Due to technical reasons, we have temporarily removed commenting from our articles. We hope to have this fixed soon. Thank you for your patience. If you are looking to give feedback on our new site, please send it along to If you want to write a letter to the editor, please forward to

Welcome to The Globe and Mail’s comment community. This is a space where subscribers can engage with each other and Globe staff. Non-subscribers can read and sort comments but will not be able to engage with them in any way. Click here to subscribe.

If you would like to write a letter to the editor, please forward it to Readers can also interact with The Globe on Facebook and Twitter .

Welcome to The Globe and Mail’s comment community. This is a space where subscribers can engage with each other and Globe staff. Non-subscribers can read and sort comments but will not be able to engage with them in any way. Click here to subscribe.

If you would like to write a letter to the editor, please forward it to Readers can also interact with The Globe on Facebook and Twitter .

Welcome to The Globe and Mail’s comment community. This is a space where subscribers can engage with each other and Globe staff.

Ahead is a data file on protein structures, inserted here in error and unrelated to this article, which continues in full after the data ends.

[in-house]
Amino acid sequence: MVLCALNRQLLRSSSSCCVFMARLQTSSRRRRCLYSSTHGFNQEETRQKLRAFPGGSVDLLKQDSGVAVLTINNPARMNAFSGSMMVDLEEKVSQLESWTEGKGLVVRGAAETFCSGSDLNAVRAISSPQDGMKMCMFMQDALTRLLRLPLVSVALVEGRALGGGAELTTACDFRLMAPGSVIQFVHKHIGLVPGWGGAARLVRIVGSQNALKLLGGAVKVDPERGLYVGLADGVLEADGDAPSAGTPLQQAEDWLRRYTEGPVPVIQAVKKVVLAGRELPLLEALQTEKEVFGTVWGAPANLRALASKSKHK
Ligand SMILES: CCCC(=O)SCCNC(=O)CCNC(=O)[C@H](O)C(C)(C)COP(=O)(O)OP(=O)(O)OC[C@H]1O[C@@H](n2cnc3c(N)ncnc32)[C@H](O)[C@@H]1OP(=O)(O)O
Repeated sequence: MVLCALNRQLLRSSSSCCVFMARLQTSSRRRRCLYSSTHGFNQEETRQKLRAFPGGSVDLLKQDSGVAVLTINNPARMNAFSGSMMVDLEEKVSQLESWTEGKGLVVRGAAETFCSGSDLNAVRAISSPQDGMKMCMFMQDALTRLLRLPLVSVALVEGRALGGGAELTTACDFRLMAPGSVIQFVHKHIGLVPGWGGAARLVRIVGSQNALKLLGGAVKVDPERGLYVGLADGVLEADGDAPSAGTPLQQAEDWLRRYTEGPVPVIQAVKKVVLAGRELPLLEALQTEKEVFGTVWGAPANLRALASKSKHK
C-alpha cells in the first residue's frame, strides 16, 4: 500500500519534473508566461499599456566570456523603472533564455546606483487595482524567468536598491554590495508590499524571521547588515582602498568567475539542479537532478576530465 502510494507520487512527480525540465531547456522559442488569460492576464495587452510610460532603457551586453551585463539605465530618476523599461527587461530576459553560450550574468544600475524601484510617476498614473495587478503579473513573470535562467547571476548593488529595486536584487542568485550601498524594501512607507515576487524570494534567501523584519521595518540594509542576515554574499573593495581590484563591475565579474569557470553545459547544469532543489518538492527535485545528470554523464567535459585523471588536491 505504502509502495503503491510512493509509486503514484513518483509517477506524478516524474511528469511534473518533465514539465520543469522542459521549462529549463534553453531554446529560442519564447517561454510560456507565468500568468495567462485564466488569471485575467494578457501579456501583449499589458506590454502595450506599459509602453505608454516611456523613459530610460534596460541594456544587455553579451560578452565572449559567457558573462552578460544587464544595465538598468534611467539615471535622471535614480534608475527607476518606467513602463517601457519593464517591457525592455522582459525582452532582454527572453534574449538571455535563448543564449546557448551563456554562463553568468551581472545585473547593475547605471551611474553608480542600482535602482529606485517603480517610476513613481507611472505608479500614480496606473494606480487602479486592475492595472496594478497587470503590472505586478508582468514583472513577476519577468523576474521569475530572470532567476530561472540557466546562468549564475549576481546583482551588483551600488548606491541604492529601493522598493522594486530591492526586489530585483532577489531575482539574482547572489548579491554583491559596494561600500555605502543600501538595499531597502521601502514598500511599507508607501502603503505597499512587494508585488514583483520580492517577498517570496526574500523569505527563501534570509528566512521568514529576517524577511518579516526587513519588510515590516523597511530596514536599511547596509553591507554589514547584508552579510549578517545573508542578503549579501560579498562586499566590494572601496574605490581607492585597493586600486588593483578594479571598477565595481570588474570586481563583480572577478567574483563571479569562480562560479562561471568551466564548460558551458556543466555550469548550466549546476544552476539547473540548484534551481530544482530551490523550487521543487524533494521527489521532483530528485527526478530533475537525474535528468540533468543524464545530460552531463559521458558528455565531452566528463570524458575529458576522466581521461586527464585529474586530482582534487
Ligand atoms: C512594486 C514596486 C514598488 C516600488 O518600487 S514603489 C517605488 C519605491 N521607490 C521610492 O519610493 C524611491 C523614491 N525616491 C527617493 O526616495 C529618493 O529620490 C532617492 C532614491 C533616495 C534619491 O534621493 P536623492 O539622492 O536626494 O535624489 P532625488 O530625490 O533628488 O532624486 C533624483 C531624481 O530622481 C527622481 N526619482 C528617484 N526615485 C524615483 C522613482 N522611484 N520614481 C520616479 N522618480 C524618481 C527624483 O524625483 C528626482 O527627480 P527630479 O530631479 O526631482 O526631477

We aim to create a safe and valuable space for discussion and debate. That means:

  • Treat others as you wish to be treated
  • Criticize ideas, not people
  • Stay on topic
  • Avoid the use of toxic and offensive language
  • Flag bad behaviour

If you do not see your comment posted immediately, it is being reviewed by the moderation team and may appear shortly, generally within an hour.

We aim to have all comments reviewed in a timely manner.

Comments that violate our community guidelines will not be posted.

UPDATED: Read our community guidelines here

Discussion loading ...

To view this site properly, enable cookies in your browser. Read our privacy policy to learn more.
How to enable cookies